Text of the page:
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Denmark sees rise in hospitalised patients as health professionals face missing out on coronavirus testing

Denmark sees rise in hospitalised patients as health professionals face missing out on coronavirus testing
Hvidovre Hospital, Copenhagen : Ida Marie Odgaard/Ritzau Scanpix
The number of patients hospitalised with the coronavirus in Denmark has risen to 206, with 42 in intensive care, according to the National Board of Health. This is a rise from 186 hospitalised patients and 37 in intensive care on Friday.

The Danish health authorities predict that the number of admissions will increase in the coming weeks as more people become infected. Therefore, all non-emergency surgery has been postponed to make room for coronavirus patients.

Hospitals are also in the process of training doctors and nurses with other specialities to work in intensive care units.

It comes as three regions have temporarily stopped testing health professionals for the coronavirus.

The Region of Southern Denmark, Central Denmark and the Capital Region have introduced the temporary stop because of current supply problems and great pressure on capacity, according to two press releases from the regions.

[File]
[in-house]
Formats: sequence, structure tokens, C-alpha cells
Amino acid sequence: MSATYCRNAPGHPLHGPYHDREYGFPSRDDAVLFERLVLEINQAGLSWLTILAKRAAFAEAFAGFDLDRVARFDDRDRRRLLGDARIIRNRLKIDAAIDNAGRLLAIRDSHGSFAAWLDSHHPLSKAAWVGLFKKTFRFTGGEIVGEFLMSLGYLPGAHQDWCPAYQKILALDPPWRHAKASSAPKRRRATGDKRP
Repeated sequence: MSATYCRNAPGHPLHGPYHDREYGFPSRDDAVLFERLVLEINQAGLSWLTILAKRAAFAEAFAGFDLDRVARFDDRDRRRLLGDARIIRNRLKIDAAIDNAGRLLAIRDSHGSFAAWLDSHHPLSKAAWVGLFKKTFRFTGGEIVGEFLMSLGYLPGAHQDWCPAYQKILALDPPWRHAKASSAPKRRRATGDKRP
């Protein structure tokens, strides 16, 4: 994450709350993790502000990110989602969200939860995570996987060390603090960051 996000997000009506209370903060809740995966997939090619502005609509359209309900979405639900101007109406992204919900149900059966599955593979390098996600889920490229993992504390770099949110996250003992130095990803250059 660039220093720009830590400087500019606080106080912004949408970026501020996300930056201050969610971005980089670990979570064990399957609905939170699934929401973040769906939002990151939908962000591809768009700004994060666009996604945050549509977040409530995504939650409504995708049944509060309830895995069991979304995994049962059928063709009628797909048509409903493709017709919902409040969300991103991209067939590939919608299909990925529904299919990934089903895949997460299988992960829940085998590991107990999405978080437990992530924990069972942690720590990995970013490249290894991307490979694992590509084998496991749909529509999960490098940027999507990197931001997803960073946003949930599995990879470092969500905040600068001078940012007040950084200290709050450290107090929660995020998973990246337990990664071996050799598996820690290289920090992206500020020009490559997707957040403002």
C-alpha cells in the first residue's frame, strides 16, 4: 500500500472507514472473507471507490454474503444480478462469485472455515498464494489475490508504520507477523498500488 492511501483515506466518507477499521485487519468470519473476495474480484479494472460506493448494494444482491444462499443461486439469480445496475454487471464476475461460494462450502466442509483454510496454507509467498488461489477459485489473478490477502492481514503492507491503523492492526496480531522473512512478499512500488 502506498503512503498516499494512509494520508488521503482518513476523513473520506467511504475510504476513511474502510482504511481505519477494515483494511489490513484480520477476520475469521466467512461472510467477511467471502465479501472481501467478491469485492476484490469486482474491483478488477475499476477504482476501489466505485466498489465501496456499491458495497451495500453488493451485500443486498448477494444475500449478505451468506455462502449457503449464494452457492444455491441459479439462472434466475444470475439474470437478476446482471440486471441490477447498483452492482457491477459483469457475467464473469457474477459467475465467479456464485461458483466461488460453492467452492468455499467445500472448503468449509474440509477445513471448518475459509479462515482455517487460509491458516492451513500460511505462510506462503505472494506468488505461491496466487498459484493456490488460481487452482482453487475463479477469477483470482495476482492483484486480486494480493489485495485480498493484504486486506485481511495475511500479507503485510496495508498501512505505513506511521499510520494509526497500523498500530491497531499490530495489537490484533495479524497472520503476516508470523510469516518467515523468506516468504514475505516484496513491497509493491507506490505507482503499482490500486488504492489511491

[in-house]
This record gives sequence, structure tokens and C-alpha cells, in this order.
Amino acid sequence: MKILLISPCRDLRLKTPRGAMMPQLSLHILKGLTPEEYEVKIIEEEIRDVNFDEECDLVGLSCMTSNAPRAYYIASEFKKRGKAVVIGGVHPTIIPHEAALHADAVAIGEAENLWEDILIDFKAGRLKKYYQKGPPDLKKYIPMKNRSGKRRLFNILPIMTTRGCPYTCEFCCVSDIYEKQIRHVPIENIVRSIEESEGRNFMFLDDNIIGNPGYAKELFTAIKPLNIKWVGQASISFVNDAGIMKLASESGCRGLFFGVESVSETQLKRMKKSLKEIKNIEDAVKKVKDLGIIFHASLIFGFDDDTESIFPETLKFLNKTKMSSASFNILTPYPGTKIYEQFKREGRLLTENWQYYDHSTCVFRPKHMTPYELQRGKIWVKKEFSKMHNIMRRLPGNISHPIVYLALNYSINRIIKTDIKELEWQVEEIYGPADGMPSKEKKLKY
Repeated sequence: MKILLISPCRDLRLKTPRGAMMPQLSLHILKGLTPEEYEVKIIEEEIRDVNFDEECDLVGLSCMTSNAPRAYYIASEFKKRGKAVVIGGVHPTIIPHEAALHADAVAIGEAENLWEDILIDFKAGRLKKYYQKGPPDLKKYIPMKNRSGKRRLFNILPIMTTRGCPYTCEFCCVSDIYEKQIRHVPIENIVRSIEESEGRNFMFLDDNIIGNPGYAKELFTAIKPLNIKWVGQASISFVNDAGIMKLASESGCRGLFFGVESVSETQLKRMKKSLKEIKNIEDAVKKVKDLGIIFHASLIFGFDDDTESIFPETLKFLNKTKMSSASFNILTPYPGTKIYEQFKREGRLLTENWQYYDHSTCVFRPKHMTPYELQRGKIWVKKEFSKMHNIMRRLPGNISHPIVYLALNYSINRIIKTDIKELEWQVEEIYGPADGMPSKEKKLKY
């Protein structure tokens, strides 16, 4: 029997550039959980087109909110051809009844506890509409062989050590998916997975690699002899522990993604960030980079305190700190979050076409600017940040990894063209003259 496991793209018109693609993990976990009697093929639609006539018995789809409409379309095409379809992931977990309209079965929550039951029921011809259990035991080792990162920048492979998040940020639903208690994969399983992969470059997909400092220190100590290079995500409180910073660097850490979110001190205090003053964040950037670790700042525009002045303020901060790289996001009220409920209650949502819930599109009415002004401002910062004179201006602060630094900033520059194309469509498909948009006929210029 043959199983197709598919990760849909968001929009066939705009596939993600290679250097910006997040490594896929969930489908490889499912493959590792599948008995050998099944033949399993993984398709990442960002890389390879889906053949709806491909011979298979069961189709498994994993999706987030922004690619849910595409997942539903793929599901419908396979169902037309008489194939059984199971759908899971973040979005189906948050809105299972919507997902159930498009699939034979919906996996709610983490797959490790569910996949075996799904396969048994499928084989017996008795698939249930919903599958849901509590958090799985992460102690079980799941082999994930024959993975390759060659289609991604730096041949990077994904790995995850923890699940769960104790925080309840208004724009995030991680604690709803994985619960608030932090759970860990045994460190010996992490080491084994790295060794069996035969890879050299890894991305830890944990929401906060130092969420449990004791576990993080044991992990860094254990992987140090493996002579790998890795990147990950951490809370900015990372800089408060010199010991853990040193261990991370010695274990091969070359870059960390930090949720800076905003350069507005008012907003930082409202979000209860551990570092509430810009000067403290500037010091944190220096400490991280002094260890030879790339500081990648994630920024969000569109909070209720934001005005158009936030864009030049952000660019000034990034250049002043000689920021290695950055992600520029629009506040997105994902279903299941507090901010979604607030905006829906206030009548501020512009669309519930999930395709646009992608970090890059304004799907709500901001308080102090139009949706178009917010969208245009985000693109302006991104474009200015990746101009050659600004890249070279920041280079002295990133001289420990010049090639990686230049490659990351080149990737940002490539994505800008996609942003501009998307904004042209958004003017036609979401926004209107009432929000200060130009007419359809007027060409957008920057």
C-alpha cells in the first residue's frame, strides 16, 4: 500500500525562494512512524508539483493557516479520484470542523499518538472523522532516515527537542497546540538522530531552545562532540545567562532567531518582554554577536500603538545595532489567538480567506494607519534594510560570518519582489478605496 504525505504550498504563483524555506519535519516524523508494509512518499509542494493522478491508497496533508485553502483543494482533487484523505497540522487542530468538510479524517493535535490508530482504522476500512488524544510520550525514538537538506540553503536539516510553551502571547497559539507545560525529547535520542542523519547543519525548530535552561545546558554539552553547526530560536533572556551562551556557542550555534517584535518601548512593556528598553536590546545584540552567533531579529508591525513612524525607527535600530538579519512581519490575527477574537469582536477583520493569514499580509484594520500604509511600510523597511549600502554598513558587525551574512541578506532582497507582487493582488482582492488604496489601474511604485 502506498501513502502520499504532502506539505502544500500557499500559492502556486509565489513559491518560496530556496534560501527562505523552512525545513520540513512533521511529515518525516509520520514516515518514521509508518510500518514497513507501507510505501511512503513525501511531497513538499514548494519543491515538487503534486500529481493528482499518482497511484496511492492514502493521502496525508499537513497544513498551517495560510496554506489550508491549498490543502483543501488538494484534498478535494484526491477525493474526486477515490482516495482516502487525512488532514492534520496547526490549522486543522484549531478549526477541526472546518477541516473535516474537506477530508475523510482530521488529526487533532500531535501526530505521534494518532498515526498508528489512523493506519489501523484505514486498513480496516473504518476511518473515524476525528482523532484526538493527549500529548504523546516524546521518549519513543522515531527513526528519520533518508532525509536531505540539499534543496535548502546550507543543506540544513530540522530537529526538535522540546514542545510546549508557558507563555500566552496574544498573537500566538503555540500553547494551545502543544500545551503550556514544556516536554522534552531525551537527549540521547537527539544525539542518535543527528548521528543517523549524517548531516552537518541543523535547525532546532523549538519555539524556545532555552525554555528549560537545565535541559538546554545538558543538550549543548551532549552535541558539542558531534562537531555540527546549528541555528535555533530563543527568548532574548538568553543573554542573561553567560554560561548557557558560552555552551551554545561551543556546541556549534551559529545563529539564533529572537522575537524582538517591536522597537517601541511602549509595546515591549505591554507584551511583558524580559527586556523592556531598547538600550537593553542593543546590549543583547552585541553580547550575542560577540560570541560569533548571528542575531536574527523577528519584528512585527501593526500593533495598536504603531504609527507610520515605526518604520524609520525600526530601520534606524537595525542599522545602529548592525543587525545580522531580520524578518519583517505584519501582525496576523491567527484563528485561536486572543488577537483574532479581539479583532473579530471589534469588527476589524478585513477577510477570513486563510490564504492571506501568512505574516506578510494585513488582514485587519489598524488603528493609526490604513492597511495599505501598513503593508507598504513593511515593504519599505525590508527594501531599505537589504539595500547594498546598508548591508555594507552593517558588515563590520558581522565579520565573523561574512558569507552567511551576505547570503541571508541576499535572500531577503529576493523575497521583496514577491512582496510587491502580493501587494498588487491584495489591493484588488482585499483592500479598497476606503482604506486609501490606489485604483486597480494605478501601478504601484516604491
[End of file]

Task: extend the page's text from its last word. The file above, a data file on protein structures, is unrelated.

The National Board of Health recently updated its guidelines on the management of Covid-19.

The guidelines stated that health professionals performing critical functions and exhibiting mild to moderate symptoms of Covid-19 may be investigated and possibly tested for the coronavirus if their employer or doctor believed it to be quickly needed. 

However, due to the rising number of cases, it may be necessary for a region to give priority to testing patients who are most seriously ill.

So far 13 people have died in Denmark after being infected with the coronavirus.

1326 people have tested positive for the virus. This is an increase of 71 people from Friday afternoon. However only those with severe symptoms are currently being tested.

Health authorities announced earlier in the week that home-testing kits will start to be offered, in order to get a better view of the spread of the coronavirus in Denmark.


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